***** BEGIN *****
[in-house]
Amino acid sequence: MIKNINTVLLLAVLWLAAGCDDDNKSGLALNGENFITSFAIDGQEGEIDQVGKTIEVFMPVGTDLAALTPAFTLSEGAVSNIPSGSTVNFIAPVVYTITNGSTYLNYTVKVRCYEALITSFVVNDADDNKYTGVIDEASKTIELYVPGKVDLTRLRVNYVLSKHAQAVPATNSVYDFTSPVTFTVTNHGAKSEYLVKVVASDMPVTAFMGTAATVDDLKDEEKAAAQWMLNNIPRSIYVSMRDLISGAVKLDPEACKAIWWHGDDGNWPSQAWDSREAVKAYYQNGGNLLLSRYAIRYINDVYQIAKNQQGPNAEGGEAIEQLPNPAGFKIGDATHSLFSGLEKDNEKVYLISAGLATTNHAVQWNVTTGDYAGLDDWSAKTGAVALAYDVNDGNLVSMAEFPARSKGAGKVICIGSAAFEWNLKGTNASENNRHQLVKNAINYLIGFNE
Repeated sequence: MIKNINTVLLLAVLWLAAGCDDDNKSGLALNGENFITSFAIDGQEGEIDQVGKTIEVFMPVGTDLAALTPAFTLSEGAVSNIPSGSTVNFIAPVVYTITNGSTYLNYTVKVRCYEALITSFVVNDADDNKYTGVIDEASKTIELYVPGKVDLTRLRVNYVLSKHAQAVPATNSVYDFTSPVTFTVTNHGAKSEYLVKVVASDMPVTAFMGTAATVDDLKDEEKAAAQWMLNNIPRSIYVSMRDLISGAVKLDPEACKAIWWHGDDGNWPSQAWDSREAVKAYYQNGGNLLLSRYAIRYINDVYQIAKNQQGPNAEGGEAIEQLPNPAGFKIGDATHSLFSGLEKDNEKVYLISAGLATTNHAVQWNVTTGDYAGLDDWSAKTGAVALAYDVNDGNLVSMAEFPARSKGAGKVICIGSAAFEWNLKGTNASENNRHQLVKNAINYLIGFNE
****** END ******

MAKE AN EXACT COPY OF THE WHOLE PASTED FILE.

[in-house]
Amino acid sequence: MIKNINTVLLLAVLWLAAGCDDDNKSGLALNGENFITSFAIDGQEGEIDQVGKTIEVFMPVGTDLAALTPAFTLSEGAVSNIPSGSTVNFIAPVVYTITNGSTYLNYTVKVRCYEALITSFVVNDADDNKYTGVIDEASKTIELYVPGKVDLTRLRVNYVLSKHAQAVPATNSVYDFTSPVTFTVTNHGAKSEYLVKVVASDMPVTAFMGTAATVDDLKDEEKAAAQWMLNNIPRSIYVSMRDLISGAVKLDPEACKAIWWHGDDGNWPSQAWDSREAVKAYYQNGGNLLLSRYAIRYINDVYQIAKNQQGPNAEGGEAIEQLPNPAGFKIGDATHSLFSGLEKDNEKVYLISAGLATTNHAVQWNVTTGDYAGLDDWSAKTGAVALAYDVNDGNLVSMAEFPARSKGAGKVICIGSAAFEWNLKGTNASENNRHQLVKNAINYLIGFNE
Repeated sequence: MIKNINTVLLLAVLWLAAGCDDDNKSGLALNGENFITSFAIDGQEGEIDQVGKTIEVFMPVGTDLAALTPAFTLSEGAVSNIPSGSTVNFIAPVVYTITNGSTYLNYTVKVRCYEALITSFVVNDADDNKYTGVIDEASKTIELYVPGKVDLTRLRVNYVLSKHAQAVPATNSVYDFTSPVTFTVTNHGAKSEYLVKVVASDMPVTAFMGTAATVDDLKDEEKAAAQWMLNNIPRSIYVSMRDLISGAVKLDPEACKAIWWHGDDGNWPSQAWDSREAVKAYYQNGGNLLLSRYAIRYINDVYQIAKNQQGPNAEGGEAIEQLPNPAGFKIGDATHSLFSGLEKDNEKVYLISAGLATTNHAVQWNVTTGDYAGLDDWSAKTGAVALAYDVNDGNLVSMAEFPARSKGAGKVICIGSAAFEWNLKGTNASENNRHQLVKNAINYLIGFNE